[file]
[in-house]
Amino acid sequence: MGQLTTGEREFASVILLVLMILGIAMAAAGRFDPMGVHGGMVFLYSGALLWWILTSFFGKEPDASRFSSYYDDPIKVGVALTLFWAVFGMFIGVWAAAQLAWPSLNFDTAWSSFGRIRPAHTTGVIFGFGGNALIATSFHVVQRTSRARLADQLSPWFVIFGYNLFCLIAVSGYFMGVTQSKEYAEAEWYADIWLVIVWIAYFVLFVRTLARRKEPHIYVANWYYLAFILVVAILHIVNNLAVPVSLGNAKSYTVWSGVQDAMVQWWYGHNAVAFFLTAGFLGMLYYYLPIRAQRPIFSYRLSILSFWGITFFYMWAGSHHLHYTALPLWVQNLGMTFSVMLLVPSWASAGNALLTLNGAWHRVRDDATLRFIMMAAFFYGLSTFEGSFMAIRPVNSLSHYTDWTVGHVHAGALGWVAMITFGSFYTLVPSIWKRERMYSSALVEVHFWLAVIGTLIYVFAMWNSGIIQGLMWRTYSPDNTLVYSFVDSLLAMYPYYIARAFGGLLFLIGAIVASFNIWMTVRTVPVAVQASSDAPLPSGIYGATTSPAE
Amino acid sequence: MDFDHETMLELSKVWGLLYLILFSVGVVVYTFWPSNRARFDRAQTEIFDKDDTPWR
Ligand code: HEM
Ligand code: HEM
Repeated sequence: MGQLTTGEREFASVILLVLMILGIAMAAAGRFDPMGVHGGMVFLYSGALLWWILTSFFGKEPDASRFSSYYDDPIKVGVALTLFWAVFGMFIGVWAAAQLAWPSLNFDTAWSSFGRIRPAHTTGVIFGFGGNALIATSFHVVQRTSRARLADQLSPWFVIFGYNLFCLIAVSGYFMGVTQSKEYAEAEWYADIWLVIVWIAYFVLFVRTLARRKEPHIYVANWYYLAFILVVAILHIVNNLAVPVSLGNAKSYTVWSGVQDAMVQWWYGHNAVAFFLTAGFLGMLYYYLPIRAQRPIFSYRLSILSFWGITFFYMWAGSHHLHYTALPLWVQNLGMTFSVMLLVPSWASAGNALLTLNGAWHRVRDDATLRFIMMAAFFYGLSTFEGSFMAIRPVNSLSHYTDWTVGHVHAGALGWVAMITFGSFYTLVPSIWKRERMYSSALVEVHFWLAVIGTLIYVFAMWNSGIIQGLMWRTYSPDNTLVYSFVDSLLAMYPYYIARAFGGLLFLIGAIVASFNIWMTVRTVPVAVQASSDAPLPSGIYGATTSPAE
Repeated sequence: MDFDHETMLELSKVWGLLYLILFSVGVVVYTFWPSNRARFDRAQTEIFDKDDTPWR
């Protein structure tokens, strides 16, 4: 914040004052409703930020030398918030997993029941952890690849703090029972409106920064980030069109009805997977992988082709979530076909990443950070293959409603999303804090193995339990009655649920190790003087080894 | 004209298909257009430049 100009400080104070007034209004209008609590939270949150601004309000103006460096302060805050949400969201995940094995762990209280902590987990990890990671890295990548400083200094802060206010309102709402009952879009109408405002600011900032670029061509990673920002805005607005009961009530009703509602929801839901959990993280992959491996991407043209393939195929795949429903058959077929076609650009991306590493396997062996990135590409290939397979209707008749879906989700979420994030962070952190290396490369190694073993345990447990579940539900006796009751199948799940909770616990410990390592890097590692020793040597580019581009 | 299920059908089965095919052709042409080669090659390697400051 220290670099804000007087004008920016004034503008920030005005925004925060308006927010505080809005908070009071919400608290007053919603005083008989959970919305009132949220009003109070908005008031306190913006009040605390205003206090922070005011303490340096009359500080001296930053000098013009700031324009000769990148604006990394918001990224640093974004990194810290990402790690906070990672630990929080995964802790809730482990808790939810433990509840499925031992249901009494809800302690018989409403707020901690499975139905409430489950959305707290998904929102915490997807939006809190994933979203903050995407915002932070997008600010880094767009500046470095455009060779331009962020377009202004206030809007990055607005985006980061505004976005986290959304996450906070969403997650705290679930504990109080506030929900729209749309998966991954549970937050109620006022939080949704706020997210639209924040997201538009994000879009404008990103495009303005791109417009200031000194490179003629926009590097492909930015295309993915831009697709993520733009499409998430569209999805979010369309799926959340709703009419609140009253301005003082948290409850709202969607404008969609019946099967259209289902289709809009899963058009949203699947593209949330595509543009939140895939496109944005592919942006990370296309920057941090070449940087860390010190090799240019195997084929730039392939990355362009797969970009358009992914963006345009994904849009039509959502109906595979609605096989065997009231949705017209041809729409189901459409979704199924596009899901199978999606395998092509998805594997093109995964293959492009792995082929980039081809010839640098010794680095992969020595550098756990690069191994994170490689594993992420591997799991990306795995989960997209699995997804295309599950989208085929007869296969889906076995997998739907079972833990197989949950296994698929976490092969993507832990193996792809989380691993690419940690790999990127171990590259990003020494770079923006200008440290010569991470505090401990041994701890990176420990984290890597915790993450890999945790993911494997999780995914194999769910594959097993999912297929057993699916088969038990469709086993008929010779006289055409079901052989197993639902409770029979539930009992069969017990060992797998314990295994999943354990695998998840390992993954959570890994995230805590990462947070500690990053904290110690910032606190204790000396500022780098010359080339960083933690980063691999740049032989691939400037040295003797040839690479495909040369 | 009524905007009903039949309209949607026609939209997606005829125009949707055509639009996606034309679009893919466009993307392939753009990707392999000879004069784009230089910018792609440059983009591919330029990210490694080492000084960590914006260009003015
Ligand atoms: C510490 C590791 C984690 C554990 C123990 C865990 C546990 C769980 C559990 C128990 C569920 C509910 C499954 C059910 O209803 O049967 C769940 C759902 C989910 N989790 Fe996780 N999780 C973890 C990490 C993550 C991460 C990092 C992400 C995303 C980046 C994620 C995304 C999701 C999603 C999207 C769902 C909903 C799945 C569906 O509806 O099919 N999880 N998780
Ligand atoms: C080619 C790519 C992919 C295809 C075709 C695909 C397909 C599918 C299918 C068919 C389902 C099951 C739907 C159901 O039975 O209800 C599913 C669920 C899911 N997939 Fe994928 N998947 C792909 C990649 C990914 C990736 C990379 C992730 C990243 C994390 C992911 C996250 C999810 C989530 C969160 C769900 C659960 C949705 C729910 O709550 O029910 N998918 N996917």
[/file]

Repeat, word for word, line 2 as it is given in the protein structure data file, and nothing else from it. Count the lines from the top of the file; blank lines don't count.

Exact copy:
Amino acid sequence: MGQLTTGEREFASVILLVLMILGIAMAAAGRFDPMGVHGGMVFLYSGALLWWILTSFFGKEPDASRFSSYYDDPIKVGVALTLFWAVFGMFIGVWAAAQLAWPSLNFDTAWSSFGRIRPAHTTGVIFGFGGNALIATSFHVVQRTSRARLADQLSPWFVIFGYNLFCLIAVSGYFMGVTQSKEYAEAEWYADIWLVIVWIAYFVLFVRTLARRKEPHIYVANWYYLAFILVVAILHIVNNLAVPVSLGNAKSYTVWSGVQDAMVQWWYGHNAVAFFLTAGFLGMLYYYLPIRAQRPIFSYRLSILSFWGITFFYMWAGSHHLHYTALPLWVQNLGMTFSVMLLVPSWASAGNALLTLNGAWHRVRDDATLRFIMMAAFFYGLSTFEGSFMAIRPVNSLSHYTDWTVGHVHAGALGWVAMITFGSFYTLVPSIWKRERMYSSALVEVHFWLAVIGTLIYVFAMWNSGIIQGLMWRTYSPDNTLVYSFVDSLLAMYPYYIARAFGGLLFLIGAIVASFNIWMTVRTVPVAVQASSDAPLPSGIYGATTSPAE